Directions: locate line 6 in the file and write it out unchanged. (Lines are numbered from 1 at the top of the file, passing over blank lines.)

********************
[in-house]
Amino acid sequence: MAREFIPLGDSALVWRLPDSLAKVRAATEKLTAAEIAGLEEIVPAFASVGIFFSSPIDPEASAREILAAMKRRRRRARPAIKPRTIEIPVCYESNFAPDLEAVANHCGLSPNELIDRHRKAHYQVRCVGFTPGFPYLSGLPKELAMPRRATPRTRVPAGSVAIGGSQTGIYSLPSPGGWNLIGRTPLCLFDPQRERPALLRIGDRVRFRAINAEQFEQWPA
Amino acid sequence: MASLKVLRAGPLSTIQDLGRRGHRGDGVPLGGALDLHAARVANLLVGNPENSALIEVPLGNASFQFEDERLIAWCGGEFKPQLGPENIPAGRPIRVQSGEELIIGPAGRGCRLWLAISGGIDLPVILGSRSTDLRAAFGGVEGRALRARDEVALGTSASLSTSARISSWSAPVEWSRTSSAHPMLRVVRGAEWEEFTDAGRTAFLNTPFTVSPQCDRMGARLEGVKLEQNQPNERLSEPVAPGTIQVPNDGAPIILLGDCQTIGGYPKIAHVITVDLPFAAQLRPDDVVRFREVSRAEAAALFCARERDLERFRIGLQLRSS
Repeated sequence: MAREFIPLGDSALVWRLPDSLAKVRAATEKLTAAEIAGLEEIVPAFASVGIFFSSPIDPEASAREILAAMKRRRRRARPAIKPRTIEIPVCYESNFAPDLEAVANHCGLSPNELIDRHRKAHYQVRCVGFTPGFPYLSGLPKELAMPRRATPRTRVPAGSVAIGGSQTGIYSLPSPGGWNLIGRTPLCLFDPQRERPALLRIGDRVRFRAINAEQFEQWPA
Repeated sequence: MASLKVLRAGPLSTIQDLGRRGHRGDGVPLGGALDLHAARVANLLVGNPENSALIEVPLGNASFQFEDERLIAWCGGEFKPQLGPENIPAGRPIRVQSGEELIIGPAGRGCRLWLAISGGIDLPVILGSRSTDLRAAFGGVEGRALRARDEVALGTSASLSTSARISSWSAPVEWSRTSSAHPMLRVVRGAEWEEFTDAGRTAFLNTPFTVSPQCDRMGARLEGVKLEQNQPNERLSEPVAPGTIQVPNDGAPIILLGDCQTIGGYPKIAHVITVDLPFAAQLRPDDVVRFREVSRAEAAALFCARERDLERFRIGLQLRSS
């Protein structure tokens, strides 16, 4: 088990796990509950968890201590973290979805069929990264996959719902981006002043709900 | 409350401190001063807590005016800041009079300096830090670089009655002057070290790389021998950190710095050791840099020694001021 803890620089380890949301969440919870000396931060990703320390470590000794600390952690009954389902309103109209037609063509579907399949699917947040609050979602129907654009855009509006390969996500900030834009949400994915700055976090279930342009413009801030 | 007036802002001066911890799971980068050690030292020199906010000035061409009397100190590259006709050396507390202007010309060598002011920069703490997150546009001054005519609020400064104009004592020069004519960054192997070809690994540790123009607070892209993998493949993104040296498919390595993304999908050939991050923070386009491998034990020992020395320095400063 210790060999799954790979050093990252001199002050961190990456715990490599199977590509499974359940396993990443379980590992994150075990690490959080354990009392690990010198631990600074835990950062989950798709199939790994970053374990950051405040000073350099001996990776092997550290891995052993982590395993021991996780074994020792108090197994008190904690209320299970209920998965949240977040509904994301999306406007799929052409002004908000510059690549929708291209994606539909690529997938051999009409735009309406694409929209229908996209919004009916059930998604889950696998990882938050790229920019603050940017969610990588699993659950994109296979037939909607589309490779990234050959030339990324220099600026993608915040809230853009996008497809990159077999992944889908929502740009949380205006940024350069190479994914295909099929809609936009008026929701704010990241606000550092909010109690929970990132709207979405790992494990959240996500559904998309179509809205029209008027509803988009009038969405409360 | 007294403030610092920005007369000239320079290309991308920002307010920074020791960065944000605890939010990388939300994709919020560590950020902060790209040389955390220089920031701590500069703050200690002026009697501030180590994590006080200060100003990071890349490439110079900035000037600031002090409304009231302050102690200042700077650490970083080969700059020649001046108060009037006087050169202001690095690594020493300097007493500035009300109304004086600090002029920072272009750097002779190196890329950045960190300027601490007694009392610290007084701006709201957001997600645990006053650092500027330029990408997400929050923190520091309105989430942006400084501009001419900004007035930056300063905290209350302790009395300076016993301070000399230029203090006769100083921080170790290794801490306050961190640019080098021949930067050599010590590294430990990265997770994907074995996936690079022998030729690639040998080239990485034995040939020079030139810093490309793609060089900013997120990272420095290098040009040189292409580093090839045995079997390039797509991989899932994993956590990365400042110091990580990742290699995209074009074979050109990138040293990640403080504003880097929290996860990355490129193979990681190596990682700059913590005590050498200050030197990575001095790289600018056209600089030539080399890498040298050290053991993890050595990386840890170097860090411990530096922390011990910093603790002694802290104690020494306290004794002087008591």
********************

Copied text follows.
């Protein structure tokens, strides 16, 4: 088990796990509950968890201590973290979805069929990264996959719902981006002043709900 | 409350401190001063807590005016800041009079300096830090670089009655002057070290790389021998950190710095050791840099020694001021 803890620089380890949301969440919870000396931060990703320390470590000794600390952690009954389902309103109209037609063509579907399949699917947040609050979602129907654009855009509006390969996500900030834009949400994915700055976090279930342009413009801030 | 007036802002001066911890799971980068050690030292020199906010000035061409009397100190590259006709050396507390202007010309060598002011920069703490997150546009001054005519609020400064104009004592020069004519960054192997070809690994540790123009607070892209993998493949993104040296498919390595993304999908050939991050923070386009491998034990020992020395320095400063 210790060999799954790979050093990252001199002050961190990456715990490599199977590509499974359940396993990443379980590992994150075990690490959080354990009392690990010198631990600074835990950062989950798709199939790994970053374990950051405040000073350099001996990776092997550290891995052993982590395993021991996780074994020792108090197994008190904690209320299970209920998965949240977040509904994301999306406007799929052409002004908000510059690549929708291209994606539909690529997938051999009409735009309406694409929209229908996209919004009916059930998604889950696998990882938050790229920019603050940017969610990588699993659950994109296979037939909607589309490779990234050959030339990324220099600026993608915040809230853009996008497809990159077999992944889908929502740009949380205006940024350069190479994914295909099929809609936009008026929701704010990241606000550092909010109690929970990132709207979405790992494990959240996500559904998309179509809205029209008027509803988009009038969405409360 | 007294403030610092920005007369000239320079290309991308920002307010920074020791960065944000605890939010990388939300994709919020560590950020902060790209040389955390220089920031701590500069703050200690002026009697501030180590994590006080200060100003990071890349490439110079900035000037600031002090409304009231302050102690200042700077650490970083080969700059020649001046108060009037006087050169202001690095690594020493300097007493500035009300109304004086600090002029920072272009750097002779190196890329950045960190300027601490007694009392610290007084701006709201957001997600645990006053650092500027330029990408997400929050923190520091309105989430942006400084501009001419900004007035930056300063905290209350302790009395300076016993301070000399230029203090006769100083921080170790290794801490306050961190640019080098021949930067050599010590590294430990990265997770994907074995996936690079022998030729690639040998080239990485034995040939020079030139810093490309793609060089900013997120990272420095290098040009040189292409580093090839045995079997390039797509991989899932994993956590990365400042110091990580990742290699995209074009074979050109990138040293990640403080504003880097929290996860990355490129193979990681190596990682700059913590005590050498200050030197990575001095790289600018056209600089030539080399890498040298050290053991993890050595990386840890170097860090411990530096922390011990910093603790002694802290104690020494306290004794002087008591």